Review: Unicorn Academy (Netflix)

As soon as I saw the previews for Netflix's new animated series, Unicorn Academy, I couldn't get over how similar it looked to Princess Gwenevere and the Jewel Riders. Teenagers forming magical bonds with unicorns to save the world from evil? Yes, please! With a Jewel Riders graphic novel on the horizon, this is the perfect time to revisit that premise. Unicorn Academy is loosely based on a book series of the same name that got picked up by Netflix and recently aired its first season. The premiere movie and successive eight episodes follow six unicorns and their riders on their quest to protect the magical realm from the evil Ravenzella, who performed reprehensible acts to previous generations, including the father of the main character, Sophia. The show contains a lot of teen angst and drama as well as rainbows, sparkles, and magic.

Although Unicorn Academy features an entire school full of unicorn riders training to be protectors, it only focuses on the six students living at the Sapphire dorm. Aside from some key scenes in the premiere and finale, the show rarely includes any background characters, possibly due to budget costs. Sophia, the main character, is entirely new to the world of Unicorn Academy and spends most of the premiere in awe at learning that unicorns are real and her father used to train with them. She bonds with Wildstar, the same unicorn that her father had bonded with before he was defeated by the wicked Ravenzella. Ava, who rides a unicorn named Leaf, immediately becomes best friends with Sophia, creating the foundation of the show's later drama revolving around forgiveness. Ava's personality is very similar to Glimmer from Netflix's She-Ra and the Princesses of Power, and so is the drama revolving around her obsession with friendship. My favorite unicorn rider was Layla, a shy bookish nerd who bonds with an ice unicorn and must slowly come out of her shell to protect her friends. There was also a token "mean" girl, a token boy, and a token tomboy.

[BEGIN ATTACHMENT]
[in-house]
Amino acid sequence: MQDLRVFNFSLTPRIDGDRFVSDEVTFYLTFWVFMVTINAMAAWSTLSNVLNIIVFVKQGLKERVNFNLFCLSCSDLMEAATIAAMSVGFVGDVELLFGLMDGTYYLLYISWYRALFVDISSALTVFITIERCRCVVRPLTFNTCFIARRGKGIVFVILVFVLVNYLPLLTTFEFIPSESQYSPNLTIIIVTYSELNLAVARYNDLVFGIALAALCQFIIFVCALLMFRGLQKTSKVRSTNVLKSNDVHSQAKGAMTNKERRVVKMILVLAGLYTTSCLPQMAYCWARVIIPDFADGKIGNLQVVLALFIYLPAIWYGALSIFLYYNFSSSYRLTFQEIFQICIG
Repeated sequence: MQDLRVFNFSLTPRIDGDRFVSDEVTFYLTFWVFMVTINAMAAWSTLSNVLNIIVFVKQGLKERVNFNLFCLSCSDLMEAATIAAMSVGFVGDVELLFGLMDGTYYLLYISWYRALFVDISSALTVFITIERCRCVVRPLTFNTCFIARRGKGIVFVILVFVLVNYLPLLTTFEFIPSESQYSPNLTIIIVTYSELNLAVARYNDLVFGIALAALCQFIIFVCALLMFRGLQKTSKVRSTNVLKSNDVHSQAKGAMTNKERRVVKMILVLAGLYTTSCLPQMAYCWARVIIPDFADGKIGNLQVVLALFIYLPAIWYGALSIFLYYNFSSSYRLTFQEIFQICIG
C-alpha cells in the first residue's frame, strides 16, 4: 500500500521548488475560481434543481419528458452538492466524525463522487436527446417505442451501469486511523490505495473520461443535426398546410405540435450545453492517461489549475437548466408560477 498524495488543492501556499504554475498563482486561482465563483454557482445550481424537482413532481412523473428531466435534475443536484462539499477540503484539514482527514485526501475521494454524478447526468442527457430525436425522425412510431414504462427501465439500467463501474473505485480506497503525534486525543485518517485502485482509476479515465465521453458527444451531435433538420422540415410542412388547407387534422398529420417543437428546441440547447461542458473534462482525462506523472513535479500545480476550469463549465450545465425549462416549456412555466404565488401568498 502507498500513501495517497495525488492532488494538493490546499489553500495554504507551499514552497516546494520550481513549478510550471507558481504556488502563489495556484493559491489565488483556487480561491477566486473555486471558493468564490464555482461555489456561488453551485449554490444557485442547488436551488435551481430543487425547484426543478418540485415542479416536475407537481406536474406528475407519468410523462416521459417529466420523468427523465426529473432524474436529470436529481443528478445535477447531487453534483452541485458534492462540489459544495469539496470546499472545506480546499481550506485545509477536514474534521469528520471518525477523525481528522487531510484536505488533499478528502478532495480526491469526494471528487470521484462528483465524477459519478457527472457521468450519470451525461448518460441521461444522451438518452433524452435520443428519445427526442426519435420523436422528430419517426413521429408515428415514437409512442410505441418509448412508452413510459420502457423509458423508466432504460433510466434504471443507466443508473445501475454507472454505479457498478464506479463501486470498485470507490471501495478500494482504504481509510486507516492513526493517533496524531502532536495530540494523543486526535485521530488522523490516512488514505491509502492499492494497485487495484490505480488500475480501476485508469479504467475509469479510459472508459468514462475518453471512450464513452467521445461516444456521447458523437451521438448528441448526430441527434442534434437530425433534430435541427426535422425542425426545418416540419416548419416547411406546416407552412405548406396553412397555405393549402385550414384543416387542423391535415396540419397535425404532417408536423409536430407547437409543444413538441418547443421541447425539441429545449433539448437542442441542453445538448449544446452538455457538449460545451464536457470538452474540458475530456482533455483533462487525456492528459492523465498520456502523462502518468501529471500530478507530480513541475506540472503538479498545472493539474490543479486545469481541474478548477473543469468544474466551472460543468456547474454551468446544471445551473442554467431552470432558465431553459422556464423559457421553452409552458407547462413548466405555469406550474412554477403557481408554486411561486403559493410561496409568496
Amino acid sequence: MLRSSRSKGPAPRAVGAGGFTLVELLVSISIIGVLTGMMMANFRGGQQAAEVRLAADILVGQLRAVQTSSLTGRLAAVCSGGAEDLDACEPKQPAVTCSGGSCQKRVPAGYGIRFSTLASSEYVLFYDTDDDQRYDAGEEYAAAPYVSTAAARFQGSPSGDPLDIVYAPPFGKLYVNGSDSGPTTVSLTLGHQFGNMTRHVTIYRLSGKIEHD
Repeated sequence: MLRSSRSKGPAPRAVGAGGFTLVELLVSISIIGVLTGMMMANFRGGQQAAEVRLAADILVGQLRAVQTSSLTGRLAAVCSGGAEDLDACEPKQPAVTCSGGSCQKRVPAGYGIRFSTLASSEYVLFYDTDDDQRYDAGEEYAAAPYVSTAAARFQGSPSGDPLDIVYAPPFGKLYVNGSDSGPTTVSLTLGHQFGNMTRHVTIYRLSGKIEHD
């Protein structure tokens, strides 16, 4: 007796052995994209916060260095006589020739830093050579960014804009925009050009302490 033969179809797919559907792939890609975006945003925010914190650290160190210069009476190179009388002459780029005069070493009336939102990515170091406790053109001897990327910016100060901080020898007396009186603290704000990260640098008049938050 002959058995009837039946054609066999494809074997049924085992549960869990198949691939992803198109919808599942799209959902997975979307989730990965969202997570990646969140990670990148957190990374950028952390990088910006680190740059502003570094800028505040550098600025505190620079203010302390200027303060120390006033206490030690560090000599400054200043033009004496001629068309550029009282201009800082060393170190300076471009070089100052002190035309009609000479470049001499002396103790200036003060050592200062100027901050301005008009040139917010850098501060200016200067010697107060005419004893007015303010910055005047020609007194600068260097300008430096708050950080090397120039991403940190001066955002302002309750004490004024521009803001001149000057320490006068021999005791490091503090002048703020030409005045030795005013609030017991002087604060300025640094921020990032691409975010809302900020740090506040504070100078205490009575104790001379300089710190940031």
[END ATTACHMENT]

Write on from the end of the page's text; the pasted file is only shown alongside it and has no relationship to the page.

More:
With its continuous storyline and darker themes, Unicorn Academy is geared toward a slightly older audience than Netflix's recent preschool series, Princess Power, though most kids beyond elementary school age probably won't get much out of it. It has a plot in which most of the problems could have easily been resolved with a simple conversation. The show's greatest weakness is its villain. Though Ravenzella is certainly threatening, she is a very one-note stereotypical Saturday morning cartoon villain with no apparent motivation. All she wants to do is hurt people for the sake of hurting people, which is something she has done for decades without remorse. The press release for this show compares itself to Winx Club, but the Trix are more interesting villains due to the fact that there are three of them and that they attended a rival school and attacked the main characters to prove that their school was better. In fact, in some of the later Unicorn Academy episodes, Sophia felt like a bigger villain than Ravenzella because her pride often stood in the way of everyone else's success.